Xerostomia can be described as a “subjective sensation of oral dryness”1 with numerous causes. The most common are as a side effect from certain medications, Sjogren’s syndrome and other autoimmune disorders, and radiation therapy.1
Older patients are generally taking more medications, and so we tend to see xerostomia in this population more frequently than any other. However, anyone taking medications can be at risk for developing it. This widespread risk is one of the many reasons a thorough health and medical history is imperative for all of our patients.
Patient Signs and Symptoms
Patients with xerostomia will often complain of a decrease in taste sensation, as well as difficulty swallowing, chewing, and even speaking. Signs that may present themselves clinically are a decrease in the color of the gingiva and surrounding tissues, the mucosa may appear fragile, the tongue may be fissured, and the lips may be dry.2
The “lipstick test,” which is finding lipstick dried on a patients’ front teeth, can be an obvious sign of xerostomia.3 You may also notice while treating a patient that your mouth mirror sticks to the buccal mucosa. I have personally seen numerous patients who didn’t mention any concerns about xerostomia to me, but when I point out that my mirror sticks, they tell me they have been experiencing many symptoms of xerostomia, and they just didn’t realize it.
Xerostomia and Periodontal Disease
With a lack of adequate saliva, we see an increase in caries and periodontal disease in our patients. Along with helping us speak, digest our food, and keep our mouth lubricated, saliva cleanses the oral cavity from harmful bacteria that includes periodontal pathogens.3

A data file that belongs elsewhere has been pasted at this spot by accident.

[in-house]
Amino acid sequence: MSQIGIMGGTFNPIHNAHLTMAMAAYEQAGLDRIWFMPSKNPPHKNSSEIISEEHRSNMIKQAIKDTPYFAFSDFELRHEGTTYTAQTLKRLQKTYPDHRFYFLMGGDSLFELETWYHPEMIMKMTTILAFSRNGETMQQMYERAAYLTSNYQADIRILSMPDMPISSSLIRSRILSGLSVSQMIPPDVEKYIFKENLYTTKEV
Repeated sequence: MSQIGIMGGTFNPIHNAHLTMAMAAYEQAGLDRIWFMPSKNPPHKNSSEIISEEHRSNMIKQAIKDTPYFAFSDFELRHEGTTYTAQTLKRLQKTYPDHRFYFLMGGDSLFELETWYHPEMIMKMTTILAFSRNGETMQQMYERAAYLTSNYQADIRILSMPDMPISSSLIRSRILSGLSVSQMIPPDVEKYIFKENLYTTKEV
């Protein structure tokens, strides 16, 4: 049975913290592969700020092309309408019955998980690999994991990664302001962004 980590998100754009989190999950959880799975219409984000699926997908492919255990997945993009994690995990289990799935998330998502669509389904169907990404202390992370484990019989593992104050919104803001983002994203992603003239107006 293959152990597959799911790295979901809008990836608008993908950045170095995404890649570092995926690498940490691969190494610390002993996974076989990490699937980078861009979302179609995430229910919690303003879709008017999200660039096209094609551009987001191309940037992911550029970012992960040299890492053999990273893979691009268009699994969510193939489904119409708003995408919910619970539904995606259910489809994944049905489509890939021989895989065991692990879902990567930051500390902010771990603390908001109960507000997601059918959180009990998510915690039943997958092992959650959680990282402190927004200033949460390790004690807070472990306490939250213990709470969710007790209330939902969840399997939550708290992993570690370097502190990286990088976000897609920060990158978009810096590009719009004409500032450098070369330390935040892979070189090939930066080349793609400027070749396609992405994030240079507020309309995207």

There is a direct cause-and-effect relationship between the lack of saliva and an increase in oral bacteria. As one study found, “Xerostomia was related to dental plaque formation.”4 Hygienists know and understand the role that dental plaque plays in periodontal disease. If not effectively removed, the plaque leads to gingivitis, which, if left untreated, can lead to periodontitis.
The saliva also helps keep the tissues in the oral mucosa healthy and intact by keeping it moist and hydrated. Without it, the tissues can be susceptible to damage such as ulcers, abrasions/cuts, and occasionally tearing of the outermost layer of epithelium.3
Oral Hygiene Concerns
Since xerostomia can cause discomfort for patients, they may be unable to maintain good oral hygiene. As we know, good oral hygiene is imperative for all patients, but even more so, those who may be predisposed to periodontal disease for whatever reason.
Oral hygiene is something these patients can control, which may help encourage patients to work diligently at it. It is our job to help encourage these patients and think outside of the box when it comes to our home-care recommendations. One of the most difficult challenges to recommending products for these patients is coming up with items they can use when they are in an acute state of pain due to their xerostomia. When these patients are experiencing this pain, it often is difficult for them to use any of the traditional hygiene products we recommend on a daily basis. A couple of adjunct products for these patients could be baby toothbrushes and oral sponges.
Tools and products that may further irritate or damage the tissues when the patient is experiencing a painful episode should be avoided. For example, electric toothbrushes and powered flossers may be too aggressive for a patient experiencing pain due to their xerostomia.
It is important for us as clinicians to recommend products that will not further dry out the mouth or cause discomfort. Alcohol-free mouth rinses and very mild kinds of toothpaste with little to no flavoring are all good places to start.2 Be aware that some xerostomia products have an acidic pH, which may do the patient more harm than good.